COMMERCE CITY, CO - JULY 28: Eddie Johnson #7 of the Seattle Sounders FC controls the ball against the defense of Tyrone Marshall #34 of the Colorado Rapids at Dick's Sporting Goods Park on July 28, 2012 in Commerce City, Colorado. The Sounders defeated the Rapids 2-1. (Photo by Doug Pensinger/Getty Images)
Champions League play is full of surprises, but the Seattle Sounders opponent in the first group-stage match of the 2012-13 competition comes against a club that is an unknown quantity even by CONCACAF standards.
Previewing CONCACAF Champions League games is never an easy task; even games against the biggest Mexican clubs are something of a wild card, given the fact that the majority of those games fall during the middle of the Primera season and it's generally anyone's guess what kind of team the opposition will field. But these early round games pose a special kind of challenge. CONCACAF is a region that includes some very small countries with very limited soccer traditions, and with a population two-thirds as large as King County and a top division just ten seasons old, Trinidad and Tobago is very much a part of that group. In making their first ever appearance in continental competition, Caledonia AIA is as much of a mystery as any team in international club soccer.
Most outside of the region have very little to go on; their exposure to other Trinidad and Tobagan teams such as Joe Public and Defense Force FC as well as the play of the Trinidad and Tobago national team, whose pool includes three Caldedonia players. Somewhat typical of Caribbean soccer, those teams tend to feature a great deal of athleticism and a decent bit of flair, but are often lacking in technical skill and refinement. These can be very dangerous teams against if they are able to defend well and exploit space on the counter attack, but if forced to break down the defense of superior opposition they will often struggle. Most indications would imply that Caledonia is not exception to this trend; those that know the league praise their ability to move the ball quickly along the ground and get in behind defenses to wreak havoc on the counter, but point out that well-organized defenses cause them some significant difficulties.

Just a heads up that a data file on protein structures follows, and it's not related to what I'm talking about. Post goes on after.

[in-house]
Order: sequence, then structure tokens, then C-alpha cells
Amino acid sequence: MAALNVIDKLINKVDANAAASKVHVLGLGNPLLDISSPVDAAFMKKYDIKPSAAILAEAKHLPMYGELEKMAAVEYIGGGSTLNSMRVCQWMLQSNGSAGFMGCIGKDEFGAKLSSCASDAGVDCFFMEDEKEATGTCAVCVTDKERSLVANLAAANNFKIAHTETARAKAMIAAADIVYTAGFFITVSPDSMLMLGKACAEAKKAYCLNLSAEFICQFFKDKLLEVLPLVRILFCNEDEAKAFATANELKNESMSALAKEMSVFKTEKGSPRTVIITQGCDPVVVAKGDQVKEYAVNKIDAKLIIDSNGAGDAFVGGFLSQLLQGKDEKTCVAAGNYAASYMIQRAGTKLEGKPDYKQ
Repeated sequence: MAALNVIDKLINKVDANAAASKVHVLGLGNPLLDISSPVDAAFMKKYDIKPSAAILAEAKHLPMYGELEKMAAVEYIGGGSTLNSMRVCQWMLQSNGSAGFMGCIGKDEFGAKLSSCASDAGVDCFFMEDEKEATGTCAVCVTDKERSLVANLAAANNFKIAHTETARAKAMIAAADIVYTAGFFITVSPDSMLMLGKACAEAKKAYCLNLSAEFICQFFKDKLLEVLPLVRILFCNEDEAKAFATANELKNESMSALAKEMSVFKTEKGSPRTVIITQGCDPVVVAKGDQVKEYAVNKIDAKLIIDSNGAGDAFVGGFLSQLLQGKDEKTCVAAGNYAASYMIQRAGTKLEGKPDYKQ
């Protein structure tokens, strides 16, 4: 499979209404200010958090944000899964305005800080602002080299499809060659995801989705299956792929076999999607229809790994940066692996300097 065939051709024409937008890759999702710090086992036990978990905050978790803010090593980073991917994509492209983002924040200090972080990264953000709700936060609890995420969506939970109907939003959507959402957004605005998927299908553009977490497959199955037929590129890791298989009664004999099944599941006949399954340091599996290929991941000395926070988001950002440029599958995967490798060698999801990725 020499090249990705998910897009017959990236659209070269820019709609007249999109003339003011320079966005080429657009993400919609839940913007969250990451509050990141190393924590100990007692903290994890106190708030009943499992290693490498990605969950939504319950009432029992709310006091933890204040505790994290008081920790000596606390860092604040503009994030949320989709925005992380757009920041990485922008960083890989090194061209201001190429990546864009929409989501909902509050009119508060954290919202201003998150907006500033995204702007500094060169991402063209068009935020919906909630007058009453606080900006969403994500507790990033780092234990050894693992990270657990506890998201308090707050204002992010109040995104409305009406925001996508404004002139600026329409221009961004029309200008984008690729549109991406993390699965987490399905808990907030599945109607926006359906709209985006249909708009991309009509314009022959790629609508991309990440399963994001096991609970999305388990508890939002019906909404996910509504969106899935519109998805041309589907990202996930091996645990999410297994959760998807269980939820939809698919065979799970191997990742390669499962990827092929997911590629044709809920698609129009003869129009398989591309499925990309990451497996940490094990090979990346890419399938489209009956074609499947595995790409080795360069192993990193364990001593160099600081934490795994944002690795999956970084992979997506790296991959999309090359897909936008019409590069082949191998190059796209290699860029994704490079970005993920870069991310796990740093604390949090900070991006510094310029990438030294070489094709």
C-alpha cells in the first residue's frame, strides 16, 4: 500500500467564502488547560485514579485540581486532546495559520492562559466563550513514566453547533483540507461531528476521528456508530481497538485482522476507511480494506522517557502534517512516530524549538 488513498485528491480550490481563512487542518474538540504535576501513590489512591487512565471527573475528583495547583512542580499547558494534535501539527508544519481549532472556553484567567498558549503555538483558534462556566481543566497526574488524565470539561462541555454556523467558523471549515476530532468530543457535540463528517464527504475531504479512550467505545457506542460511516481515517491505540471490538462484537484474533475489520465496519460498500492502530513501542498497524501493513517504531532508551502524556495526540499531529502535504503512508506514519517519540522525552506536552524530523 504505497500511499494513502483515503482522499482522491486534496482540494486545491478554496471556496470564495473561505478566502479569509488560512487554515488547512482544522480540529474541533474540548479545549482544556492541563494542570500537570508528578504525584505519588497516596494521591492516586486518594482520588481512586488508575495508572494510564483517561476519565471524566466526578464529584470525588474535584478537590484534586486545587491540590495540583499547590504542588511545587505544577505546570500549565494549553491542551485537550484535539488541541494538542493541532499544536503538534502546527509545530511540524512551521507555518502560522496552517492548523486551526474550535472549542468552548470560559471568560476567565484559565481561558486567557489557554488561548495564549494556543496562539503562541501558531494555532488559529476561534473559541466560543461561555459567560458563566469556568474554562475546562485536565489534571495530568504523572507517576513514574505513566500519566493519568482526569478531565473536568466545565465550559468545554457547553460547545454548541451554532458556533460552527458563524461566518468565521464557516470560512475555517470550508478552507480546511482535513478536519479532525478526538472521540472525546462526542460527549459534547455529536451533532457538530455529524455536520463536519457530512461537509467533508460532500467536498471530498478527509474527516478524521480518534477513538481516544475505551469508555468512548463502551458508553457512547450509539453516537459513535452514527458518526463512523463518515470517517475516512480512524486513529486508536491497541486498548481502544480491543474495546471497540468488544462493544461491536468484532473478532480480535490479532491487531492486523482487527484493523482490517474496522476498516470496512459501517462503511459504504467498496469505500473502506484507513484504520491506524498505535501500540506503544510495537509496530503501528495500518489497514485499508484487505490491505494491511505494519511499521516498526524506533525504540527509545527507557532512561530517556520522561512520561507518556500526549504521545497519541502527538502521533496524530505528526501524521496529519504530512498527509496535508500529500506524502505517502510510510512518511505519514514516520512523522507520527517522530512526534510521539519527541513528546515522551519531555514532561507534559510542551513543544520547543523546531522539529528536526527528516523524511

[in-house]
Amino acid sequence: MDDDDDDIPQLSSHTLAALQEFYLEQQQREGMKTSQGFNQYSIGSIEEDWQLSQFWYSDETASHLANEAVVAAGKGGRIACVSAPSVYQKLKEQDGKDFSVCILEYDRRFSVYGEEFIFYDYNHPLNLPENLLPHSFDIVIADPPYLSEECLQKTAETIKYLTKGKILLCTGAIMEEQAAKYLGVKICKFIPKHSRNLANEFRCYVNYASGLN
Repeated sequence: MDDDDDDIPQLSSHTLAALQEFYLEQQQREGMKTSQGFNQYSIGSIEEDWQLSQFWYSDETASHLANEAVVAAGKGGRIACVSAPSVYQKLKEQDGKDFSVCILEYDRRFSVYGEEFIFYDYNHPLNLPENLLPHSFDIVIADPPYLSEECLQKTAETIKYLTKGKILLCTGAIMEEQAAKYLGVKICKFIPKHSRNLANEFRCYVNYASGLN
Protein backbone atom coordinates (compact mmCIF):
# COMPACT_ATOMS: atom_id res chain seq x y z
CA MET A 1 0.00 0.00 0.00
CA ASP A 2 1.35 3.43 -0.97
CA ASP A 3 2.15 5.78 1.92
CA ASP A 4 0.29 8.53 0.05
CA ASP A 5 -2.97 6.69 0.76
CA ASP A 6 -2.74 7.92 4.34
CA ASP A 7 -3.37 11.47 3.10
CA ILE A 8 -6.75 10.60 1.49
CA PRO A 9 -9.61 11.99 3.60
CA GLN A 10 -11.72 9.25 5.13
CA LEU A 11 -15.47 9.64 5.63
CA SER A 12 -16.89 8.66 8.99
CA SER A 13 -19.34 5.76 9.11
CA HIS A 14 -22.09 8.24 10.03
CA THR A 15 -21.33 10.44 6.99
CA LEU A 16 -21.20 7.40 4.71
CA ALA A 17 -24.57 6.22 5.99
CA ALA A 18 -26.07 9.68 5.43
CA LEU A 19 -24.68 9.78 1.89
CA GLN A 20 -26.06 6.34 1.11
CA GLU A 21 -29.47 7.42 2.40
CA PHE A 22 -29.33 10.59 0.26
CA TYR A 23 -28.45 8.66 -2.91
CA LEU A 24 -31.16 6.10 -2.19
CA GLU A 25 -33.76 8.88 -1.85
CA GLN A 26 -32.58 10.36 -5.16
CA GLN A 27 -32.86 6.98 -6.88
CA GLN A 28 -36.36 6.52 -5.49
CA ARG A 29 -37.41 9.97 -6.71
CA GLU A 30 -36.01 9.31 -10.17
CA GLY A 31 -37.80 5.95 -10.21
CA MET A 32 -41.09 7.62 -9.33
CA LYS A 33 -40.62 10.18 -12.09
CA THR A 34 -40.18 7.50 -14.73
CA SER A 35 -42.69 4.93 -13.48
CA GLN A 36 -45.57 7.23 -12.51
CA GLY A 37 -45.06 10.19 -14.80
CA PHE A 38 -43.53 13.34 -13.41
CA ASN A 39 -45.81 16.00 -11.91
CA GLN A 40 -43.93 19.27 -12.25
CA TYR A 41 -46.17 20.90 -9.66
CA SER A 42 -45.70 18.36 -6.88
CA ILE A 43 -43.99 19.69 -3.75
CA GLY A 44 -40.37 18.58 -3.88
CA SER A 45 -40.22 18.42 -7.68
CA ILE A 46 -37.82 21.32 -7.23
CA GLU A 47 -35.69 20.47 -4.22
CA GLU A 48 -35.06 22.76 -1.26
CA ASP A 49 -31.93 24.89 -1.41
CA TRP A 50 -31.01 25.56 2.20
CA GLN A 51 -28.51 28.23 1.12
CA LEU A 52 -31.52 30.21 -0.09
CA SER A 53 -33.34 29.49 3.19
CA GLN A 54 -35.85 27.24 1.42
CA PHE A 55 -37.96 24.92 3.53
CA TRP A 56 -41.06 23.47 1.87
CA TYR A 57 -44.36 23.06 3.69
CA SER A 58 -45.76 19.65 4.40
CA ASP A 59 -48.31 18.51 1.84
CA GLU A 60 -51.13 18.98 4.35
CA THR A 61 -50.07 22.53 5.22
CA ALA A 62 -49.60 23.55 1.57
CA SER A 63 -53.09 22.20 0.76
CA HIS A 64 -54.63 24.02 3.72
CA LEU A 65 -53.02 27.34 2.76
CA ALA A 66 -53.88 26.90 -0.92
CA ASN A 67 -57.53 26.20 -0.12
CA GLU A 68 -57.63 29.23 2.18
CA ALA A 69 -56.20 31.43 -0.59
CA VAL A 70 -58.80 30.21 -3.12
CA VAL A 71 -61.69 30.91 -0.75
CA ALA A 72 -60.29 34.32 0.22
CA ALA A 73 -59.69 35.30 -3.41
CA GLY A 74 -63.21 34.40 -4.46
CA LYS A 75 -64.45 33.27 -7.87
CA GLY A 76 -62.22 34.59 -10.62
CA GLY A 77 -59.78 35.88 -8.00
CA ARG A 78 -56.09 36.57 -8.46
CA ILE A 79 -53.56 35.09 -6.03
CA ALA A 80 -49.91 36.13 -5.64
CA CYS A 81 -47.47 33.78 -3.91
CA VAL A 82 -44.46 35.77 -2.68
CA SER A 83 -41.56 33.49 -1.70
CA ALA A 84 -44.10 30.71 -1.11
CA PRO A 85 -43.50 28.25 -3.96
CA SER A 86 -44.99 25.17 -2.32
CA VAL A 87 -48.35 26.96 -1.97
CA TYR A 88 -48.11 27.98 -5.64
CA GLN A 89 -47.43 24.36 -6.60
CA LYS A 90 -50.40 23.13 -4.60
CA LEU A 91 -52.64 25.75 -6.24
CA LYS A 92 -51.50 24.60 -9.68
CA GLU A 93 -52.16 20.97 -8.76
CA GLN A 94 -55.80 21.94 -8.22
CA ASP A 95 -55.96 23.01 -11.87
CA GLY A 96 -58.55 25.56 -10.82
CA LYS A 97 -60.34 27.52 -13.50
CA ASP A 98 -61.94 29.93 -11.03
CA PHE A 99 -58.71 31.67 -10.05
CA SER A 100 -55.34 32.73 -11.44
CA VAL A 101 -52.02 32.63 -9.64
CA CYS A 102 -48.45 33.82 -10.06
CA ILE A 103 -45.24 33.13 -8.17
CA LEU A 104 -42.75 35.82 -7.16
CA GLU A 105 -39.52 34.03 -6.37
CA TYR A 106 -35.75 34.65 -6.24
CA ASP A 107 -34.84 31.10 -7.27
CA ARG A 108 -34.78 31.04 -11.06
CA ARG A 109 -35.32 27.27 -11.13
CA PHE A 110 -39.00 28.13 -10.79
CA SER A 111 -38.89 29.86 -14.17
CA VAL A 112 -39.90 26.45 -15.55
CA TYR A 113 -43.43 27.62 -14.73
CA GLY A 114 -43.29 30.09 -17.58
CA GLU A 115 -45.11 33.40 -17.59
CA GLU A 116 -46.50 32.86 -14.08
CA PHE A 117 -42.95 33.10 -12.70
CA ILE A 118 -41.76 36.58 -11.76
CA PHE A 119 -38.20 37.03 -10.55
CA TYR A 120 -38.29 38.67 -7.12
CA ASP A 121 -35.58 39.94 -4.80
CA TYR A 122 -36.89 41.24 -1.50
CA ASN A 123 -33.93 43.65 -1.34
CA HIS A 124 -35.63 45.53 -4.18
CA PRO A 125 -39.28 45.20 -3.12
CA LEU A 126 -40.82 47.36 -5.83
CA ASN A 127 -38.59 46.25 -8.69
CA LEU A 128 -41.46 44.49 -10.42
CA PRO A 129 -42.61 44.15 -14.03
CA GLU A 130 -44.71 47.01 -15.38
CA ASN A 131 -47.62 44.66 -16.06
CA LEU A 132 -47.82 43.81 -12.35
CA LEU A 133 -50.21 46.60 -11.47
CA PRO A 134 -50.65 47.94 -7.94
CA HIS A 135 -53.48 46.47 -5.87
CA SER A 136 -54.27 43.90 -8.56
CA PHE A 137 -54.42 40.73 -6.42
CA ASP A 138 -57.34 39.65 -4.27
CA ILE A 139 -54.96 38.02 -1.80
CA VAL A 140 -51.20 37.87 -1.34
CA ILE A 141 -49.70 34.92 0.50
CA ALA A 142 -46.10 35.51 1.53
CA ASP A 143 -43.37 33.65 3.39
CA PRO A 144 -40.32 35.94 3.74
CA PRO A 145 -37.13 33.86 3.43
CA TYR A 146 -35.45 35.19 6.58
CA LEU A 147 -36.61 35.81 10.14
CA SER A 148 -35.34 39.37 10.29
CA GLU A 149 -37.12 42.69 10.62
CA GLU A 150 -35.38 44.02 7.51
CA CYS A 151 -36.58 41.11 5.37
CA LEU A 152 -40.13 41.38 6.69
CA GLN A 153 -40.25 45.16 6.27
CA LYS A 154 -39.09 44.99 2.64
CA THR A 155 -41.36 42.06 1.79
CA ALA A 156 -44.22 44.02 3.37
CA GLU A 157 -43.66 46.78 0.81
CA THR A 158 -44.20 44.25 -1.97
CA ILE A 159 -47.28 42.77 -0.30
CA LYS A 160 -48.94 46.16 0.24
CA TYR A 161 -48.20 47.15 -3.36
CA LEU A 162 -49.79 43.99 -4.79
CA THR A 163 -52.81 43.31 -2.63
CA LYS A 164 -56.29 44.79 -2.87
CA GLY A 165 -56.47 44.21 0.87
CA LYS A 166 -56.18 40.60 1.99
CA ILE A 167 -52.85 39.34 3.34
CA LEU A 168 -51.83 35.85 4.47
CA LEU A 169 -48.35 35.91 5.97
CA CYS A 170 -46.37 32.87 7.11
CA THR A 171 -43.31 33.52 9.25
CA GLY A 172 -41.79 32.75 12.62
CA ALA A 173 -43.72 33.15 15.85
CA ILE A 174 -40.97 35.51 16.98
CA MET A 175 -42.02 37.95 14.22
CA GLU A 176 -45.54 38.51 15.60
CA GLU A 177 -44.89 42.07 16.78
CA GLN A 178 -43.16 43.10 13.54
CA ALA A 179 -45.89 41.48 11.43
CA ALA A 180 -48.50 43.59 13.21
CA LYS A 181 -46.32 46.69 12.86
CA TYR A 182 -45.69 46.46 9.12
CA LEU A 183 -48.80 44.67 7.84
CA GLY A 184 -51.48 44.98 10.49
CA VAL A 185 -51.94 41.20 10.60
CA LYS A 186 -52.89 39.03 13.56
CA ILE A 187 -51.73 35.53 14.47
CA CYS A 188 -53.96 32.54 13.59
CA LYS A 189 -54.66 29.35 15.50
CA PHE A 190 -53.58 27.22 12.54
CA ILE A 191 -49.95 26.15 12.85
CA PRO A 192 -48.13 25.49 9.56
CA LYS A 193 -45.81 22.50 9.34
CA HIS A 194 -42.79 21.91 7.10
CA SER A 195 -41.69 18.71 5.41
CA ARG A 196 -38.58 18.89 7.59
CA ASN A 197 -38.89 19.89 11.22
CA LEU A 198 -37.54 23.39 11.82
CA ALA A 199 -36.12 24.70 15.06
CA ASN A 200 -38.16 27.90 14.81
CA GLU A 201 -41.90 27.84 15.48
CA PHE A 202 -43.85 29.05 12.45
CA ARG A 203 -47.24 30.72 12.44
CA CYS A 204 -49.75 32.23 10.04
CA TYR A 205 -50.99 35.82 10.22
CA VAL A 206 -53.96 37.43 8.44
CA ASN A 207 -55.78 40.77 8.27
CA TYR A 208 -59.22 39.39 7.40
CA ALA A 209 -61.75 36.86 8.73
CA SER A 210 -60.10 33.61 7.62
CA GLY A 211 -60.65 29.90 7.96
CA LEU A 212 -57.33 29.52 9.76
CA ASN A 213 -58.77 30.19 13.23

For the Sounders, the expectations are clear; anything short of a win in this game is a disaster. With the new, shorter, (presumably) easier group stage home wins are a requirement. But with a massive clash against the LA Galaxy looming on Sunday, maintaining focus could prove to be a challenge. It's unlikely that the Sounders will put a full-strength team on the pitch, and given the very difficult stretch of games upcoming that makes sense; still, any time less experienced players are counted on to secure a result, the level of difficulty is increased.
Still, despite the fixture congestion and important league matches on the horizon, this is a game the Sounders should be expected to win. To be blunt, teams from Trinidad and Tobago do not tend to be especially good and a side with as deep a squad as Seattle should be able to handle them easily, especially at home. That's not to say that Caledonia should be overlooked, but it does set the bar at a pretty clear level. If the Sounders truly aim to be one of the region's elite sides, these are games they need to be able to win in their sleep.